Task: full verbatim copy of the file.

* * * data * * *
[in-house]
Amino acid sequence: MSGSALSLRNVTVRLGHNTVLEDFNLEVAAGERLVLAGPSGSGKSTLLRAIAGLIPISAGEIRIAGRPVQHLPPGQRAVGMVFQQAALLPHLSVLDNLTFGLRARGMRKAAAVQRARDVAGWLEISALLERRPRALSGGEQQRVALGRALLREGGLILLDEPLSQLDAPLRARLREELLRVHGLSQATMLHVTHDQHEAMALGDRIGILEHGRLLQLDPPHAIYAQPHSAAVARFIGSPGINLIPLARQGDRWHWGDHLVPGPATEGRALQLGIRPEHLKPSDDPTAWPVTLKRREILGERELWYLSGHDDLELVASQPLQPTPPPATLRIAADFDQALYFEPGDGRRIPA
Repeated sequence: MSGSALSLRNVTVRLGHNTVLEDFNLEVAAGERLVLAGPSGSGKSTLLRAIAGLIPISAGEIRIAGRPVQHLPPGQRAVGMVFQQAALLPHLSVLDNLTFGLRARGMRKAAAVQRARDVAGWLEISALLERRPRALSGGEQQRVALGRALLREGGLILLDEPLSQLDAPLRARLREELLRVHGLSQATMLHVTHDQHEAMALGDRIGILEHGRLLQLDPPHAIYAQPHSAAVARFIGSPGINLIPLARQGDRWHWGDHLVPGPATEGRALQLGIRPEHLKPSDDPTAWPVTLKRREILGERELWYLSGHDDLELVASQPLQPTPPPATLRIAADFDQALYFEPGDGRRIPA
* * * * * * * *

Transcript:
[in-house]
Amino acid sequence: MSGSALSLRNVTVRLGHNTVLEDFNLEVAAGERLVLAGPSGSGKSTLLRAIAGLIPISAGEIRIAGRPVQHLPPGQRAVGMVFQQAALLPHLSVLDNLTFGLRARGMRKAAAVQRARDVAGWLEISALLERRPRALSGGEQQRVALGRALLREGGLILLDEPLSQLDAPLRARLREELLRVHGLSQATMLHVTHDQHEAMALGDRIGILEHGRLLQLDPPHAIYAQPHSAAVARFIGSPGINLIPLARQGDRWHWGDHLVPGPATEGRALQLGIRPEHLKPSDDPTAWPVTLKRREILGERELWYLSGHDDLELVASQPLQPTPPPATLRIAADFDQALYFEPGDGRRIPA
Repeated sequence: MSGSALSLRNVTVRLGHNTVLEDFNLEVAAGERLVLAGPSGSGKSTLLRAIAGLIPISAGEIRIAGRPVQHLPPGQRAVGMVFQQAALLPHLSVLDNLTFGLRARGMRKAAAVQRARDVAGWLEISALLERRPRALSGGEQQRVALGRALLREGGLILLDEPLSQLDAPLRARLREELLRVHGLSQATMLHVTHDQHEAMALGDRIGILEHGRLLQLDPPHAIYAQPHSAAVARFIGSPGINLIPLARQGDRWHWGDHLVPGPATEGRALQLGIRPEHLKPSDDPTAWPVTLKRREILGERELWYLSGHDDLELVASQPLQPTPPPATLRIAADFDQALYFEPGDGRRIPA